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Fuchs Endothelial Dystrophy (FUCHS)


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The cornea is the window in the front of the eye. It covers the iris (colored part of the eye) and the pupil (black hole in the iris). The cornea focuses light as it enters the eye. In order to have sharp vision, the cornea needs to be clear, have a smooth surface, and be round in shape. Conditions that affect any of these properties will lead to blurry vision.

Layers of the cornea

Layers Of Cornea

Source: American Academy of Ophthalmology ® 

The cornea has several layers, as shown in the above diagram. The innermost layer, known as the endothelium, is a layer of cells which normally function to pump fluid out of the cornea to keep it clear. These endothelium cells naturally die off as we age. In Fuchs’ dystrophy, these cells die off at a faster-than-normal rate. If too many endothelial cells are lost, the cornea will not be able to keep up with pumping fluid out and will become swollen and cloudy.

Although there is a very rare form of Fuchs’ that presents in early adulthood, most cases start when a patient is in their 30’s to 40’s but don’t cause symptoms until many years – often decades – later. Fuchs’ dystrophy can be hereditary and we recommend family members of affected individuals be screened.



Most people who have Fuchs’ dystrophy never have any symptoms because their disease is mild throughout life. The earliest symptom is blurry vision upon awakening which improves throughout the day as the cornea dries out while the eyes are open. As the condition worsens, the blurriness may not improve over the course of the day. Patients may have glare especially while out in the bright sun and while driving at night. The cornea may become so swollen with fluid that it actually develops blisters on the surface which can rupture and be quite painful.


The diagnosis of Fuchs is generally made on a routine eye exam, usually before the patient is symptomatic from it. On exam your eye doctor will see little dots, called guttata, on the back of the cornea which is a sign that the endothelial cells are dying off. At InVision we utilize computer-automated counters of corneal endothelial cells to give us a more accurate evaluation of how advanced the Fuchs’ is. We also are one of the few practices in New Jersey to have a specialized device from Spain called the HD Analyzer that uses scanning lasers to help us quantify the amount of glare someone is experiencing. The results from these tests may influence our decision on when to surgically intervene for Fuchs’ dystrophy.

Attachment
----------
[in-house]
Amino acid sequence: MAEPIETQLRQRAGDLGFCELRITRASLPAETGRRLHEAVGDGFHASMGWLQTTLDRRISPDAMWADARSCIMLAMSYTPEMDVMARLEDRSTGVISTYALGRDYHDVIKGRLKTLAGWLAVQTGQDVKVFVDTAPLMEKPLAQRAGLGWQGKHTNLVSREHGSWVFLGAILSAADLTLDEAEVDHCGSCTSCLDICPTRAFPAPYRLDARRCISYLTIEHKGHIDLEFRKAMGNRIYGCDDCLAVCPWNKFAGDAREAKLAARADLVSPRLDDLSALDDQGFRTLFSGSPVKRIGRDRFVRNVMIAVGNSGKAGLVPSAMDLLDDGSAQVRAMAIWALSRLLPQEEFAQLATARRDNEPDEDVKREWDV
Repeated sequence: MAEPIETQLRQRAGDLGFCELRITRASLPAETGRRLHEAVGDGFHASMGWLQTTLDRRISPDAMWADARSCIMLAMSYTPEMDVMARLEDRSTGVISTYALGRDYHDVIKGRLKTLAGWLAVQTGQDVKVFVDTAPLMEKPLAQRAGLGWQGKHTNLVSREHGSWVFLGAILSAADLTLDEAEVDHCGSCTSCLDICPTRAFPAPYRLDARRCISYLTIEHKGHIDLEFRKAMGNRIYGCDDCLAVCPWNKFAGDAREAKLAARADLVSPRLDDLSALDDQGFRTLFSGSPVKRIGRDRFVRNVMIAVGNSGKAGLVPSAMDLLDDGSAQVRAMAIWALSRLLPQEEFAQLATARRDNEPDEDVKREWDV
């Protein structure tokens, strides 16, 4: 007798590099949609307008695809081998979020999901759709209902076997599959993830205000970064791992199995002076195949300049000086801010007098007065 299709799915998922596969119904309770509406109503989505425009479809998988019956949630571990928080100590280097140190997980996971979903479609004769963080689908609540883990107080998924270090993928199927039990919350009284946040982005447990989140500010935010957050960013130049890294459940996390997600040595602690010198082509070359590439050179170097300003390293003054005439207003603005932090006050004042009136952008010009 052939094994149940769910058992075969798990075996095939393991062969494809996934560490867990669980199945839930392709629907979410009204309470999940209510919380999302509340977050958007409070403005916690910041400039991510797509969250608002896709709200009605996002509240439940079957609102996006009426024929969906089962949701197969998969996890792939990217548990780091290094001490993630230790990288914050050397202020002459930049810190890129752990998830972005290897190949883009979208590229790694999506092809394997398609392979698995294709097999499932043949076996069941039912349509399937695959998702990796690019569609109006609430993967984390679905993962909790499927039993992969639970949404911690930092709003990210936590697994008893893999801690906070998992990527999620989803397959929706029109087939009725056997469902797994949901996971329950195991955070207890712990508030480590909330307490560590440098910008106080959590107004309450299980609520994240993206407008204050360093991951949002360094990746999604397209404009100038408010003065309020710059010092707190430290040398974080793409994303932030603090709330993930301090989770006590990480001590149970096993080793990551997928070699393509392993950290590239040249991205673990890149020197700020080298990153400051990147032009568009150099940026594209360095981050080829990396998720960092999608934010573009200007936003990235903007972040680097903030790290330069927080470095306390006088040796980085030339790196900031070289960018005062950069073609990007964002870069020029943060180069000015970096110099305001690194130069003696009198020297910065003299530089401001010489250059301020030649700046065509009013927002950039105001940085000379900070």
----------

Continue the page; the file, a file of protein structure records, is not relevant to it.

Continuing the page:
Fortunately for most people with Fuchs’ it is generally not an emergency situation and the course of treatment may be planned over a convenient time period. Early in the disease no treatment is necessary.

There are several non-surgical treatments to manage the symptoms of Fuchs’ dystrophy as it becomes more advanced. Blue-light-blocking lenses or polarized lenses may reduce glare symptoms. A special eye ointment before bedtime may help draw fluid out of the cornea overnight to allow for clear vision in the morning. Similarly, the use the use of a blow dryer in a low setting at arm’s length in the morning may help clear vision. This should only be done under the direction of your doctor. A soft bandage contact lens may provide temporary relief from corneal blisters, should they develop.

However, the only current solution for Fuchs’ dystrophy is to replace the sick corneal endothelial cells with healthy ones. This is done by surgical procedures called DSEK and DMEK which involve transplanting human donor endothelial cells onto the back of the cornea. After these procedures, most patients successfully experience improvement in their symptoms and vision in a matter of weeks. It is an extraordinary surgical advance over what was available a few years ago, when corneal transplant surgery routinely required up to one year to recover from.
There are several procedures currently under investigation that hold the promise in the future of not requiring human donor tissue.

Should you need DSEK or DMEK surgery, it will be performed at our state-of-the art ambulatory surgery center, Seashore Surgical Institute.


Dr. Ragam is experienced in all facets of corneal surgery and has published research on corneal disease. We are fortunate on the Jersey shore to have such a talented and caring corneal specialist. We welcome Dr. Ragam to our multispecialty practice.



InVision Eye Care
1 NJ-70
Lakewood, NJ 08701
Phone: 732-210-0140
Fax: 732-905-0611

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